Georgia: Statutory Civil Law

  1. Civil Stalking Laws

    1. Introduction

      In situations in which a WMC victim is harassed or intimidated (including through electronic means), he or she may file a petition for a protective order against his or her harasser for stalking to prevent further contact with the harasser.1 There is no tort cause of action for stalking.2

    2. Text of Statutes

      Ga. Code Ann. § 16-5-94 – Restraining orders; protective orders

      (a) A person who is not a minor who alleges stalking by another person may seek a restraining order by filing a petition alleging conduct constituting stalking as defined in Code Section 16-5-90. A person who is not a minor may also seek relief on behalf of a minor by filing such a petition.

      (b) Jurisdiction for such a petition shall be the same as for family violence petitions as set out in Code Section 19-13-2.

      (c) Upon the filing of a verified petition in which the petitioner alleges with specific facts that probable cause exists to establish that stalking by the respondent has occurred in the past and may occur in the future, the court may order such temporary relief ex parte as it deems necessary to protect the petitioner or a minor of the household from stalking. If the court issues an ex parte order, a copy of the order shall be immediately furnished to the petitioner.

      (d) The court may grant a protective order or approve a consent agreement to bring about a cessation of conduct constituting stalking. Orders or agreements may:

      1. Direct a party to refrain from such conduct;
      2. Order a party to refrain from harassing or interfering with the other;
      3. Award costs and attorney's fees to either party; and
      4. Order either or all parties to receive appropriate psychiatric or psychological services as a further measure to prevent the recurrence of stalking.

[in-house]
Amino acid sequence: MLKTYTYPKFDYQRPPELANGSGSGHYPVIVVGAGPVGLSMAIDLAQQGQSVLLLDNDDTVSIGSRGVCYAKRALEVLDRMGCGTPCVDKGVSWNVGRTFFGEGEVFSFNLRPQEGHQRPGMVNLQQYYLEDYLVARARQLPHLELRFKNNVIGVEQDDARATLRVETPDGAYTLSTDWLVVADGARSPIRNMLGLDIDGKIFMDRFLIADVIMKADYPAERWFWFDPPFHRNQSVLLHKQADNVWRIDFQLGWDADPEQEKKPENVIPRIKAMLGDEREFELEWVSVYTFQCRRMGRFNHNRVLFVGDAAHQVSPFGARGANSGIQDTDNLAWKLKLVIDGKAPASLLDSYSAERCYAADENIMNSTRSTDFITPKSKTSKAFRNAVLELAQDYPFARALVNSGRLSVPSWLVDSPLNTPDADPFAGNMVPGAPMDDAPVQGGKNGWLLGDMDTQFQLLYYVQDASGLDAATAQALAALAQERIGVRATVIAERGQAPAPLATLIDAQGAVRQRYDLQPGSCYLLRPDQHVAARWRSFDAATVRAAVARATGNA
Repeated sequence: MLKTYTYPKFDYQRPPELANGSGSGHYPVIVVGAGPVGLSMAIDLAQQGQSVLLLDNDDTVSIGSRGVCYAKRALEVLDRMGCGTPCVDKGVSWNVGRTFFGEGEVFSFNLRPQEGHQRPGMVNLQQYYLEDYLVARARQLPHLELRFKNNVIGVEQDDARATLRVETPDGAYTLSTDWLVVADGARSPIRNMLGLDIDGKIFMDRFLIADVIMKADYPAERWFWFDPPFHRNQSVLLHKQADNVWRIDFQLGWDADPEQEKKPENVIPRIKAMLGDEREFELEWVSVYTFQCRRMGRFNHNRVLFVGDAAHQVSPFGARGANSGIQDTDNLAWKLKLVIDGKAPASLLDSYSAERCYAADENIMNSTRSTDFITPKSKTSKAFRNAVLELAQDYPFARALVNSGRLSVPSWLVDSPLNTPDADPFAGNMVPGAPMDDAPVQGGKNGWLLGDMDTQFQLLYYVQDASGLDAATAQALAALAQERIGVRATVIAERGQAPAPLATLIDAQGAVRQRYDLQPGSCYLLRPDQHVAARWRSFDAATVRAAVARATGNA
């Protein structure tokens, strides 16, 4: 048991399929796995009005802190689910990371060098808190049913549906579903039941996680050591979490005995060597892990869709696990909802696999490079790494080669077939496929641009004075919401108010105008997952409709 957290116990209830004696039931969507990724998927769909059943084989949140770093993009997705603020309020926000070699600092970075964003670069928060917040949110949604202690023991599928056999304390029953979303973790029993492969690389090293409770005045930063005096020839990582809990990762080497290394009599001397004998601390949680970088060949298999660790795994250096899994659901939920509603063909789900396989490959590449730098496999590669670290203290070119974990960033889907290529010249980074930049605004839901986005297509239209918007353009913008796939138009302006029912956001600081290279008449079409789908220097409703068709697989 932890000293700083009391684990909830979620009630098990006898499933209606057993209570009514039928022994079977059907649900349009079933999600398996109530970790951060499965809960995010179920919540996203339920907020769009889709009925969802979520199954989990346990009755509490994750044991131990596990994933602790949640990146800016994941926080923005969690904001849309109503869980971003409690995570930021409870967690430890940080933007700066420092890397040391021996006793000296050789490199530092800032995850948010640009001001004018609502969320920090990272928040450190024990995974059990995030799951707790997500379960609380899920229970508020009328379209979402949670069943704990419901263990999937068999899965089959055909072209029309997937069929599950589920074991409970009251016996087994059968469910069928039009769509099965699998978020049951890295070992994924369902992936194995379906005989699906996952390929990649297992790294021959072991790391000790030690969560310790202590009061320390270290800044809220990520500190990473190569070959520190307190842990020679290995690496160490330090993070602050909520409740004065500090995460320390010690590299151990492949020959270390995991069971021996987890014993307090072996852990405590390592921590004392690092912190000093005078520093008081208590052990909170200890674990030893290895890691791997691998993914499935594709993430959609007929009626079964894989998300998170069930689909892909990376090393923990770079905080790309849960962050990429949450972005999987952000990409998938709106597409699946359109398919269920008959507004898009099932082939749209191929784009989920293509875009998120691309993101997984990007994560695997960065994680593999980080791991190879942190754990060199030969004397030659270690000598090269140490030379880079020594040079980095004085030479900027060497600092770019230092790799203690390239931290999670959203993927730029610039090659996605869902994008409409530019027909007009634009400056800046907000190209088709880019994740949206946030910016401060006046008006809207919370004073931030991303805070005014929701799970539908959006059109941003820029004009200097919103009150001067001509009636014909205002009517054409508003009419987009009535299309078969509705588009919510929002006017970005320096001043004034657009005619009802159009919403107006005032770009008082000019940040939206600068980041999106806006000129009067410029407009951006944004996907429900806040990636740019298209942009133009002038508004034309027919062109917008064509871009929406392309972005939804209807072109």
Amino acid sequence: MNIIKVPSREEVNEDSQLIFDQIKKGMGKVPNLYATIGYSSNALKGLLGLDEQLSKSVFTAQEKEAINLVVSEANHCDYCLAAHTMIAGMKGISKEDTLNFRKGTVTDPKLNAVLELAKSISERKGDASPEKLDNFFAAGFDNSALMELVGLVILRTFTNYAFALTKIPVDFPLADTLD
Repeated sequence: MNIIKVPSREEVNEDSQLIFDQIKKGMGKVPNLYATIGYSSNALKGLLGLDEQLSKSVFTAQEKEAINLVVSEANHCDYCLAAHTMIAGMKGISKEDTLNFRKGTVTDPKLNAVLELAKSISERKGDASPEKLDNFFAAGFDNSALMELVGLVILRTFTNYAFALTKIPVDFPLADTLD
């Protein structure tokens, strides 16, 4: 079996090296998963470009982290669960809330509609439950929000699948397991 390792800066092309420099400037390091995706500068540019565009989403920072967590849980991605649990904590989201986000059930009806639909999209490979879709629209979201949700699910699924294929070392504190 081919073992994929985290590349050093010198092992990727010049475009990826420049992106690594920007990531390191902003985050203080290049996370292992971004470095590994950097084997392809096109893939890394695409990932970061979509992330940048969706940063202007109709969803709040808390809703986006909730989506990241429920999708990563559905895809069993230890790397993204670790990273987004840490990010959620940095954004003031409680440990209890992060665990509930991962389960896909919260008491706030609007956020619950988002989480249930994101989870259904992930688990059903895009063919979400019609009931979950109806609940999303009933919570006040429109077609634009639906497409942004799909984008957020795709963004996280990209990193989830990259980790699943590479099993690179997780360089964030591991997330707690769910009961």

(e) The provisions of subsections (c) and (d) of Code Section 19-13-3, subsections (b), (c), and (d) of Code Section 19-13-4, and Code Section 19-13-5, relating to family violence petitions, shall apply to petitions filed pursuant to this Code section, except that the clerk of court may provide forms for petitions and pleadings to persons alleging conduct constituting stalking and to any other person designated by the superior court pursuant to this Code section as authorized to advise persons alleging conduct constituting stalking on filling out and filing such petitions and pleadings.

      Ga. Code Ann. § 16-5-90 - Stalking; psychological evaluation

      (a) A person commits the offense of stalking when he or she follows, places under surveillance, or contacts another person at or about a place or places without the consent of the other person for the purpose of harassing and intimidating the other person. For the purpose of this article, the terms "computer" and "computer network" shall have the same meanings as set out in Code Section 16-9-92; the term "contact" shall mean any communication including without being limited to communication in person, by telephone, by mail, by broadcast, by computer, by computer network, or by any other electronic device; and the place or places that contact by telephone, mail, broadcast, computer, computer network, or any other electronic device is deemed to occur shall be the place or places where such communication is received. For the purpose of this article, the term "place or places" shall include any public or private property occupied by the victim other than the residence of the defendant. For the purposes of this article, the term "harassing and intimidating" means a knowing and willful course of conduct directed at a specific person which causes emotional distress by placing such person in reasonable fear for such person's safety or the safety of a member of his or her immediate family, by establishing a pattern of harassing and intimidating behavior, and which serves no legitimate purpose. This Code section shall not be construed to require that an overt threat of death or bodily injury has been made.3

    3. Cases

      See supra Section C “Restraining Orders” for applicable case law related to restraining orders.

    4. Practice Pointers

      See supra Section C “Restraining Orders” for practice pointers related to restraining orders.

    1. See, supra, Section C “Restraining Orders” for more information relating to civil stalking and restraining orders.
    2. Troncali v. Jones, 514 S.E.2d 478, 481 (Ga. Ct. App. 1999).
    3. The rest of the stalking statute has been omitted because it is not applicable to “civil stalking.” See supra Section D (“Criminal”) for information about the crime of “stalking.”
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  2. Civil Computer Privacy Laws

    1. Introduction